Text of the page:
On the other side, though, activations such as those for Blade Runner 2049 and Game of Thrones were cool but not worth waiting in line for hours on end. The 2049 activation started with a VR experience, which felt a lot like a motion-simulator ride with '80s video-game graphics, before leading guests on a walk-through of a buildout of the world, then ending (of course) at a bar. Game of Thrones’ activation this year was great for aspiring social media influencers, since it offered five opportunities to get a kick-ass profile pic or video for Instagram, but that’s pretty much all it was — five photo ops.

Shannon Purser (aka Barb) from Stranger Things asks a question during the show's Hall H panel.EXPAND
Shannon Purser (aka Barb) from Stranger Things asks a question during the show's Hall H panel.
Katie Buenneke

Meanwhile, Hall H was an intoxicating place to be, as always. There’s nothing like being in a room with thousands of other superfans who are all getting to see footage from movies and TV shows they love for the very first time. It’s cool to see the casts from those shows and movies onstage, too, but the Q&As are always so short and the stage is so physically far away from most of the audience, that the best part of being in Hall H is seeing the exclusive footage. Or, at least, it used to be exclusive — now, since it’s nearly impossible to prevent 6,500 people from recording the screen with their phones, the studios post most of what they show in the Hall online before the panels are even over. It’s a move that’s in the best interest of fans who can’t make it to Comic-Con or couldn’t get into Hall H that day, but when all the exclusive footage is immediately posted online, it’s hard not to wonder if camping out to get into the hall is worth it, especially when you have to get in line two days beforehand — if you even can get in, and still make the cutoff after hundreds of people join the line ahead of you late in the game or use fake wristbands to cut in the line to get in the hall.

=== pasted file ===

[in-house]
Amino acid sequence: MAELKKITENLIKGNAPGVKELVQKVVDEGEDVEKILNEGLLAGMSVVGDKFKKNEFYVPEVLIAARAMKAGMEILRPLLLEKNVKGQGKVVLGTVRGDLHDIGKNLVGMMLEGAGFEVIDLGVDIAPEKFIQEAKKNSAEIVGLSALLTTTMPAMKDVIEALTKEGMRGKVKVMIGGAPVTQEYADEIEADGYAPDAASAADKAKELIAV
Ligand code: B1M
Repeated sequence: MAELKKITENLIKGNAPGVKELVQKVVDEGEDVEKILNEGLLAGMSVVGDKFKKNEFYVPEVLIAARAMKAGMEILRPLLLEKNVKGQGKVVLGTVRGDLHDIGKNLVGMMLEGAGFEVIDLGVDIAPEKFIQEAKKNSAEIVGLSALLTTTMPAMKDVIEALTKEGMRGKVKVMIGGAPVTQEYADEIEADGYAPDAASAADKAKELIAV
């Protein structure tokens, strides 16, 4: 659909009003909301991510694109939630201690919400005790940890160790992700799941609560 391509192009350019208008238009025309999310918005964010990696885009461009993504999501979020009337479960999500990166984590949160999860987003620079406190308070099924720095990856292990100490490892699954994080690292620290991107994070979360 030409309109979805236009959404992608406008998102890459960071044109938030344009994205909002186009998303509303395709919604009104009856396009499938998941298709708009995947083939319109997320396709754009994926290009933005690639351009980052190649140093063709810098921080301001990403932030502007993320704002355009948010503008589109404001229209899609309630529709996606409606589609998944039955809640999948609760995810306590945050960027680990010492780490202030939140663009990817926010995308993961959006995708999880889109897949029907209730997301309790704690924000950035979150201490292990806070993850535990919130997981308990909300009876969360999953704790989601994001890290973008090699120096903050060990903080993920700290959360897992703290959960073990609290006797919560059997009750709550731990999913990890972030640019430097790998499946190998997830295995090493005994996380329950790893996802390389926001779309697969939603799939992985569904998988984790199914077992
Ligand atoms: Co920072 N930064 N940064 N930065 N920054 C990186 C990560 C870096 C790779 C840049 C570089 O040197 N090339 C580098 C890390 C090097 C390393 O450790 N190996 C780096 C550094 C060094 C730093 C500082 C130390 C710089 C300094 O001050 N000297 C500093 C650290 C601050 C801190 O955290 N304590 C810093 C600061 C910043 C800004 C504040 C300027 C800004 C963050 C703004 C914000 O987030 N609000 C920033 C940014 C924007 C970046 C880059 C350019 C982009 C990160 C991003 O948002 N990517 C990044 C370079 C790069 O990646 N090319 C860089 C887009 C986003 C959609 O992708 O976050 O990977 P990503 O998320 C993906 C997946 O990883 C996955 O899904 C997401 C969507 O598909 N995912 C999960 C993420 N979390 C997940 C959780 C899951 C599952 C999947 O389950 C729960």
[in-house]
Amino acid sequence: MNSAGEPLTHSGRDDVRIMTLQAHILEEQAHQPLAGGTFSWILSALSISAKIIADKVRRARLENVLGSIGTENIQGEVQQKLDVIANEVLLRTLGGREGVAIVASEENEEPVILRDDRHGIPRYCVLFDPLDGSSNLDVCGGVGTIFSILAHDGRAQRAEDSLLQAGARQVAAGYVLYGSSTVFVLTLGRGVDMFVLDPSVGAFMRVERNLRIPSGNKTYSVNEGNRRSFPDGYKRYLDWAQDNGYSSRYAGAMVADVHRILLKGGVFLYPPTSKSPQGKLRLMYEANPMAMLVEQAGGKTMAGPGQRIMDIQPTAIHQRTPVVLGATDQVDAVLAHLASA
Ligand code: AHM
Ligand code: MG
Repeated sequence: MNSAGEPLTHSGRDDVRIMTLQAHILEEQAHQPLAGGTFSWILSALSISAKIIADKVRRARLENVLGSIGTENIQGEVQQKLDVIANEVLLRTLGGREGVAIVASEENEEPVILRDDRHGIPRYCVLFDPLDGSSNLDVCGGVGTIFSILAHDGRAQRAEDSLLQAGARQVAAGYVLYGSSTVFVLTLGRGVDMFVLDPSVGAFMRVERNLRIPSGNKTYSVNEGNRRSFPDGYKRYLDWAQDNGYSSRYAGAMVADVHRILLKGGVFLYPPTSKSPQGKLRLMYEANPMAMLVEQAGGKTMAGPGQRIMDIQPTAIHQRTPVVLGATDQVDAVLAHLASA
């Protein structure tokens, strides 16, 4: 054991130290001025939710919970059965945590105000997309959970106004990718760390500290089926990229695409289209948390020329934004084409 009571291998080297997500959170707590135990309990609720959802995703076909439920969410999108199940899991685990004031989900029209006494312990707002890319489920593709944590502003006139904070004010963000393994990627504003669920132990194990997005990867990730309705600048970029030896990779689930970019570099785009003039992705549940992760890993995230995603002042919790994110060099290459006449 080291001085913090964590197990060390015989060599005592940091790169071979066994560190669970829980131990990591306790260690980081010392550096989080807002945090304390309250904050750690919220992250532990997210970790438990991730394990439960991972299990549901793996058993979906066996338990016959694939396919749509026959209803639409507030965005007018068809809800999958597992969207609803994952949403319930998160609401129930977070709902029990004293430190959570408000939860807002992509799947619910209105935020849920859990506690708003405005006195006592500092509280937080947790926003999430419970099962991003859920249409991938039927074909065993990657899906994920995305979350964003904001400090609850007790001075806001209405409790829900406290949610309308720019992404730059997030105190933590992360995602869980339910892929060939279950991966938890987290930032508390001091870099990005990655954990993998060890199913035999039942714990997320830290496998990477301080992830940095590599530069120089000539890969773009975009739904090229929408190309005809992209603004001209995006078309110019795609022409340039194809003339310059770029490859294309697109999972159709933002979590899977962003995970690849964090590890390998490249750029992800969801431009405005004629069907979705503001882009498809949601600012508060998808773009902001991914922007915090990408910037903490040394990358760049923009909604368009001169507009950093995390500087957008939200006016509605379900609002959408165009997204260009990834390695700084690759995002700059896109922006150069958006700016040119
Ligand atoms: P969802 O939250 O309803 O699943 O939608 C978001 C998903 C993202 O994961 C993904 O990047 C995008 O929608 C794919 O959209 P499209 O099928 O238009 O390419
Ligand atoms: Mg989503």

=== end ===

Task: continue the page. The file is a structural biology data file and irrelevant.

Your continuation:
It didn’t help that most of the footage shown in the hall wasn’t that exciting, either. The crowd in Hall H was definitely excited about Ready Player One, a new Spielberg movie set in a virtual-reality world, the trailer for season two of Stranger Things and, of course, the entire Marvel Studios panel, but the energy in the hall felt surprisingly low most of the day. Fans didn’t seem too enthused by DC Comics’ movie offerings, which this year were footage from Aquaman and a new trailer for Justice League. Their time onstage felt a little bungled — it started off with a list of names/announcements for upcoming movies, such as Wonder Woman II, The Flash: Flashpoint and Green Lantern Corps, but those titles were never addressed again, not even to give the audience an idea of when any of those movies might come out. It didn't help that the panel ended half an hour before it was scheduled to, leaving fans feeling shortchanged.

Even outside of Hall H, lines and crowds were heinous. Walking the exhibition floor was often a nightmare, like being stuck in an alternate reality where everything is molasses and people are constantly yelling at you to keep moving. Sunday afternoon, when the floor has usually cleared out a bit as people have headed home, was a crowded, congested mess. Even the blood drive, which is held about half a mile away from the convention center, saw unprecedented lines.

Attendees could be heard giving the same advice to each other: This year, you can only do one thing a day, if that. That’s not the spirit of Comic-Con — the best part of the Con is wandering around, seeing cool cosplayers, happening across random panels, seeing unexpected interactions. But it’s impossible to do that if you’re stuck in line all day.